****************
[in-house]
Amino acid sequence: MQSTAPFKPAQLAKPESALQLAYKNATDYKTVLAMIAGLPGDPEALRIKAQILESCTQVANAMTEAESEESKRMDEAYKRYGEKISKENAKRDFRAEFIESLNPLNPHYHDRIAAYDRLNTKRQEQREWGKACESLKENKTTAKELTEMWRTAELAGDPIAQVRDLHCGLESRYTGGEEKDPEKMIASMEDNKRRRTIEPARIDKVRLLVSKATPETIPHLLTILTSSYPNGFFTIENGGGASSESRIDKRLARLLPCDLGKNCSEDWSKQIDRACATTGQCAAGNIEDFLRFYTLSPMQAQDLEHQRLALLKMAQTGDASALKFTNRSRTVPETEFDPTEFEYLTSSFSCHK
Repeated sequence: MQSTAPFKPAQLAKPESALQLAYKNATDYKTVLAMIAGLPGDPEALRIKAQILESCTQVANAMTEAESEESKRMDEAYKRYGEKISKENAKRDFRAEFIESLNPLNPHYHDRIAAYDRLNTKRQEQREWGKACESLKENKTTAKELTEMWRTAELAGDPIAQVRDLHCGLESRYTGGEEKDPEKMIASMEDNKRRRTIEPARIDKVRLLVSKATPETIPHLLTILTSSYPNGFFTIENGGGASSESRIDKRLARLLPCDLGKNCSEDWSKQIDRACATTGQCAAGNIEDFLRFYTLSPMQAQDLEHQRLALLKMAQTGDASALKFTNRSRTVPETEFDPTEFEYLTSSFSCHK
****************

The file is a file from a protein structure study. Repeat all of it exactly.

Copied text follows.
[in-house]
Amino acid sequence: MQSTAPFKPAQLAKPESALQLAYKNATDYKTVLAMIAGLPGDPEALRIKAQILESCTQVANAMTEAESEESKRMDEAYKRYGEKISKENAKRDFRAEFIESLNPLNPHYHDRIAAYDRLNTKRQEQREWGKACESLKENKTTAKELTEMWRTAELAGDPIAQVRDLHCGLESRYTGGEEKDPEKMIASMEDNKRRRTIEPARIDKVRLLVSKATPETIPHLLTILTSSYPNGFFTIENGGGASSESRIDKRLARLLPCDLGKNCSEDWSKQIDRACATTGQCAAGNIEDFLRFYTLSPMQAQDLEHQRLALLKMAQTGDASALKFTNRSRTVPETEFDPTEFEYLTSSFSCHK
Repeated sequence: MQSTAPFKPAQLAKPESALQLAYKNATDYKTVLAMIAGLPGDPEALRIKAQILESCTQVANAMTEAESEESKRMDEAYKRYGEKISKENAKRDFRAEFIESLNPLNPHYHDRIAAYDRLNTKRQEQREWGKACESLKENKTTAKELTEMWRTAELAGDPIAQVRDLHCGLESRYTGGEEKDPEKMIASMEDNKRRRTIEPARIDKVRLLVSKATPETIPHLLTILTSSYPNGFFTIENGGGASSESRIDKRLARLLPCDLGKNCSEDWSKQIDRACATTGQCAAGNIEDFLRFYTLSPMQAQDLEHQRLALLKMAQTGDASALKFTNRSRTVPETEFDPTEFEYLTSSFSCHK